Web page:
Museum of the Good Samaritan
The Museum of the Good Samaritan, one of the world’s largest archaeological mosaic museums, features an open-air display of mosaics and archaeological findings from both Jewish and Samaritan synagogues and Christian churches, including cisterns and remnants from the reconstructed Good Samaritan Byzantine Church. Some of the mosaics date back to the 4th century AD. Many have been removed from archaeological sites, while others have been partly or wholly reconstructed. The designs include rich geometric patterns, birds and flowers. Some have Greek, Hebrew or Samaritan inscriptions.
The remains of the monastery church were reconstructed as a space for worship, with an altar but no cross or other visible Christian symbol.
The museum, located on the main highway between Jerusalem and Jericho, was opened to the public in 2009. It focuses on Mosaic floors collected from ruins across the West Bank and Gaza. This is a great place to stop on the way from Jerusalem to the Dead Sea and the Jordan Valley.
The museum has both an outdoor and indoor sections:
- The outdoor collection is arranged in the courtyard of the Byzantine church and the open area around it.
- The indoor museum is located on the reconstructed inn on the south side of the complex, which is dated to the Ottoman period (called: Khan).
Inn of the Good Samaritan
The pilgrim Inn of the Good Samaritan was erected in the 6th Century, as part of a Byzantine monastery and the Byzantine Good Samaritan church. Christians tradition identified the Inn of the Good Samaritan with the New Testament parable. On the site there are remains from the Roman period to the Ottoman period. The inn continued to be used after the Arab conquest.
The Crusaders made the site an important station along the road to the Jordan valley. During the Crusader period tens of thousands pilgrims used this route yearly to reach Jericho and the baptismal sites on the Jordan river. A fortress was erected by the order of the Knights Templar in 1169-1172 on the north hill in order to protect the road and defend Jerusalem from the east. The fortress was in use until 1187 and its ruins are seen above the site. The fortress was called “Castellum Rouge” (red castle) or “Tour Rouge” (red tower). An inn (34 x 36m) was established above the remains of the Byzantine inn. The Crusader khan continued to function during the next 3 centuries, and was used as a station for the Muslim pilgrims to Nebi Musa.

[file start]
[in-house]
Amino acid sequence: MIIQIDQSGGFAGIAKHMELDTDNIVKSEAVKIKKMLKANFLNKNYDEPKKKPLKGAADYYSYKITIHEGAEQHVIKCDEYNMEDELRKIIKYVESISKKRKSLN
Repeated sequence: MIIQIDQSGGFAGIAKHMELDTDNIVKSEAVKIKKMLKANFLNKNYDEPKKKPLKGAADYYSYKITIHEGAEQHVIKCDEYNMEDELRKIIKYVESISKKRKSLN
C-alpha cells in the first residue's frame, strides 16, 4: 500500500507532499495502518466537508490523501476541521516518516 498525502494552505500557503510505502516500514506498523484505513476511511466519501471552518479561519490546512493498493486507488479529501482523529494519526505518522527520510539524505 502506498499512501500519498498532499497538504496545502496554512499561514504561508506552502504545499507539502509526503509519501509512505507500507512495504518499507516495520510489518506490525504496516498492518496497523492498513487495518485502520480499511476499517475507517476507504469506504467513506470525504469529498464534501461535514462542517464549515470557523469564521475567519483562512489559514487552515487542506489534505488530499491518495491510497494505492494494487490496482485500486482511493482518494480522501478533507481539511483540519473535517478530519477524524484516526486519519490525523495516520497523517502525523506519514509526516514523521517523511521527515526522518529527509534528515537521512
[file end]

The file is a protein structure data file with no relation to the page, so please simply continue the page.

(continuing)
The Ottomans erected in the 1830’s a rectangular caravanserai (hostel) over the ruins of the southern wall of the Crusader fortress. It is composed of 6 rooms, with an entrance on the south. The inn was damaged in WWI, then restored by the British and later by the Jordanians. The inn is now in use as a museum.
The inn is located on the south side of the modern highway Route 1 from Jericho to Jerusalem which follows the ancient route. The Biblical name of the ancient road, Ma’ale Adummim (“Red Ascent” -Tal’at ed Damm) , is named after the color of the rocks along the road. This road is the border between two tribes – Judah along the route and to the south of it, and Benjamin north of the route.
The Parable of the Good Samaritan
According to the tradition, the inn was the location of the event of the Good Samaritan. This story was told by Jesus to demonstrate the importance of compassion.
Sunday-Thursday And Saturday-8 A.M.-5 P.M
Friday and Holiday eves- 8 A.M.- 4 P.M.
Sunday-Thursday And Saturday-8 A.M.-4 P.M
Friday and Holiday eves- 8 A.M.- 3 P.M.
Last entry one hours before above closing hour
Entrance fee is required. There are Combined Tickets to The Inn of The Good Samaritan and the Euthymius Monastery. Group discounts are available. Martyrius Monastery: Free, must be booked in advance.c
Directions: The inn is located on the south side of the modern highway from Jericho to Jerusalem.